Common Tody Flycatcher (Todirostrum cinereum)

Common Tody-Flycatcher

[order] Passeriformes | [family] Tyrannidae | [latin] Todirostrum cinereum | [UK] Common Tody-Flycatcher | [FR] Todirostre familier | [DE] Graugelb-Todityrann | [ES] Titiriji Comun | [IT] Becco di todo cinereo | [NL] Geelbuik-schoffelsnavel


Genus Species subspecies Breeding Range Breeding Range 2 Non Breeding Range
Todirostrum cinereum LA s Mexico to ne Argentina
Todirostrum cinereum cearae
Todirostrum cinereum cinereum
Todirostrum cinereum coloreum
Todirostrum cinereum finitimum
Todirostrum cinereum peruanum
Todirostrum cinereum sclateri
Todirostrum cinereum virididorsale
Todirostrum cinereum wetmorei

Physical charateristics

It breeds from southern Mexico to northwestern Peru, eastern Bolivia and southern Brazil.

No sound available

wingspan min.: 0 cm wingspan max.: 0 cm
size min.: 10 cm size max.: 11 cm
incubation min.: 15 days incubation max.: 16 days
fledging min.: 16 days fledging max.: 17 days
broods: 1   eggs min.: 1  
      eggs max.: 3  


It breeds from southern Mexico to northwestern Peru, eastern Bolivia and southern Brazil.


It is a very common inhabitant in gardens, shady plantations, second growth and the edges and clearings of forest, although it avoids the dense interior of mature woodland and also arid areas.


It breeds from sea level to 1150 m altitude, locally 1500 m. Both male and female build a pouch nest with a visored side entrance, which is suspended from a thin branch or vine 1-5 m high in a tree, occasionally up to 30 m. The female incubates the two usually unspotted white eggs for 15-16 days to hatching.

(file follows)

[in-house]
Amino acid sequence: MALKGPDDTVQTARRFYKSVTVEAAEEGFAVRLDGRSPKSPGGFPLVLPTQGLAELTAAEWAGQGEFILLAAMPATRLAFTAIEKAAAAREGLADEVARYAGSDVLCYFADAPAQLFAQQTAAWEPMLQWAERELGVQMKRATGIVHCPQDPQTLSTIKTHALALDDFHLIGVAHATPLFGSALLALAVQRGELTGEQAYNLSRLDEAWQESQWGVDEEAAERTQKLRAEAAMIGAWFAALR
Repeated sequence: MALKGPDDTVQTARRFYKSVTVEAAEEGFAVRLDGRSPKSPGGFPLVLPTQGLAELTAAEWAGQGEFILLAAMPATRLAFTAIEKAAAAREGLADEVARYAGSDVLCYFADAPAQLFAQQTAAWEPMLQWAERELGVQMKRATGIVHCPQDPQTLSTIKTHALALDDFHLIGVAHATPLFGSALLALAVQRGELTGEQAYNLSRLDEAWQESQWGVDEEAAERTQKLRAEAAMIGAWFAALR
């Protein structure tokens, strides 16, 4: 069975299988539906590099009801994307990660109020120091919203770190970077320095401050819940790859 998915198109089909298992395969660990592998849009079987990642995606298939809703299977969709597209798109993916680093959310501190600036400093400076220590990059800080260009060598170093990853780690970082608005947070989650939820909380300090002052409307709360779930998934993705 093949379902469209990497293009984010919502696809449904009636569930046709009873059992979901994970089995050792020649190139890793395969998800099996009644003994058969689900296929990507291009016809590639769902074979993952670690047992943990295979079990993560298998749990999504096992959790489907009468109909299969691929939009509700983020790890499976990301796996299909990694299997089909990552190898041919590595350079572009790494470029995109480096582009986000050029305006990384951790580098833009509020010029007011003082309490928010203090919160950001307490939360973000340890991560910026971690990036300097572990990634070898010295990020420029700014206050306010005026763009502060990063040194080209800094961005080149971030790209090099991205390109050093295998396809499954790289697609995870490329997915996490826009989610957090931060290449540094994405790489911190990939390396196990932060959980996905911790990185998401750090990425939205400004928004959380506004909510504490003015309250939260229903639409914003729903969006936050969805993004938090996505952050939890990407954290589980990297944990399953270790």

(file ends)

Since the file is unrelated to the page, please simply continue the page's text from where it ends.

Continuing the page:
Feeding habits

The Common Tody-Flycatcher is usually seen in pairs, making rapid dashing sallies or hovering to pick small arthropods off the vegetation[1]. It often wags its tail as it moves sideways along branches.


This species has a large range, with an estimated global extent of occurrence of 8,100,000 km². The global population size has not been quantified, but it is believed to be large as the species is described as ‘common’ in at least parts of its range (Stotz et al. 1996). Global population trends have not been quantified, but the species is not believed to approach the thresholds for the population decline criterion of the IUCN Red List (i.e., declining more than 30% in ten years or three generations). For these reasons, the species is evaluated as Least Concern.
Common Tody-Flycatcher status Least Concern


Sedentary throughout range.

Distribution map

Common Tody-Flycatcher range map


Title The duration of parental care in the Common Tody Flycatcher
Abstract: The nesting habits of the Common Tody Flycatcher (..[more]..
Source: Auk: Vol. 95, No. 1

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